The most stunning fact is that the giant ocean going carriers are all adapting their business models to the changing retail landscape and building or acquiring inland logistics capacity: In a fascinating 2019 Wall Street Journal article, Maersk reveals its plans to achieve a company makeover from 80% of their earnings coming from container shipping to “Hopefully a couple of years from now will be much closer to a 50-50 scenario between ocean and non-ocean services,” Chief Executive Soren Skou said.13 Maersk already runs twenty warehousing and distribution centers in California, New Jersey, Texas, and Georgia. Five of them operate in the Southern California basin.
Maersk and other giant ocean carriers are all integrating their operations inland to respond to the specter of Amazon, the giant e-commerce retailer that is becoming a logistics powerhouse. Amazon employs 850,000 warehouse employees in the U.S. alone. It has air hubs and owns a fleet of air cargo planes. Every major port on the West Coast has a dedicated container yard for Amazon imports. There is speculation that the company will soon buy a fleet of ships. It is already a Non-Vessel Operating Common Carrier (NVOCC), chartering and brokering space on container ships.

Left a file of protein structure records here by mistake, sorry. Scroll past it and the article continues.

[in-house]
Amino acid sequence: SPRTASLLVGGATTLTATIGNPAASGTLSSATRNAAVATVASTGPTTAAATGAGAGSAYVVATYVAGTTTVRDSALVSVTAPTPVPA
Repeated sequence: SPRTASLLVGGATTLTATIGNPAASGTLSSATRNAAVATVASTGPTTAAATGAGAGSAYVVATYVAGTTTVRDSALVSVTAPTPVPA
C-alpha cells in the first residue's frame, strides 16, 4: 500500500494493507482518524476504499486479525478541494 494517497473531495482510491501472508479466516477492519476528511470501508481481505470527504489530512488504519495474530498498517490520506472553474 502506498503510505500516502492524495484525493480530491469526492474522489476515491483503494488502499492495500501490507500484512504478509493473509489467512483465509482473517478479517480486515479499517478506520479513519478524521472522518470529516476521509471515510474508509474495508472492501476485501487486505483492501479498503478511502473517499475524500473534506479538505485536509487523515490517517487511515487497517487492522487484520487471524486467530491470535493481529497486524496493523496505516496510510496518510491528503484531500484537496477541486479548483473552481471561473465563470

Cherny’s Bridges bio pays homage to another great ILWU leader, long time Secretary Treasurer Louis Goldblatt who was part of the March Inland, organizing warehousing on the mainland and one of the architects of the union’s dramatic growth in Hawaii. While Bridges and Goldblatt often had a contentious relationship, Cherny cites Goldblatt’s genius in analyzing the Hawaii situation: “After studying the economic situation in Hawai’i, he (Goldblatt) realized that virtually all economic activity was directly or indirectly controlled by the Big Five (Sugar and Pineapple co.’s). Goldblatt concluded that the ILWU could not win in longshore” until the heart of economic power in those islands, namely the sugar industry had been organized.”14 The ILWU proceeded to launch huge organizing drives on the sugar and pineapple plantations that made the union the largest and most powerful union on the islands. Consequently, for today’s ILWU, part of securing its future lies in working with other unions like the Teamsters to make sure that Amazon is organized, a mammoth task that requires the best hearts and minds of the whole labor movement.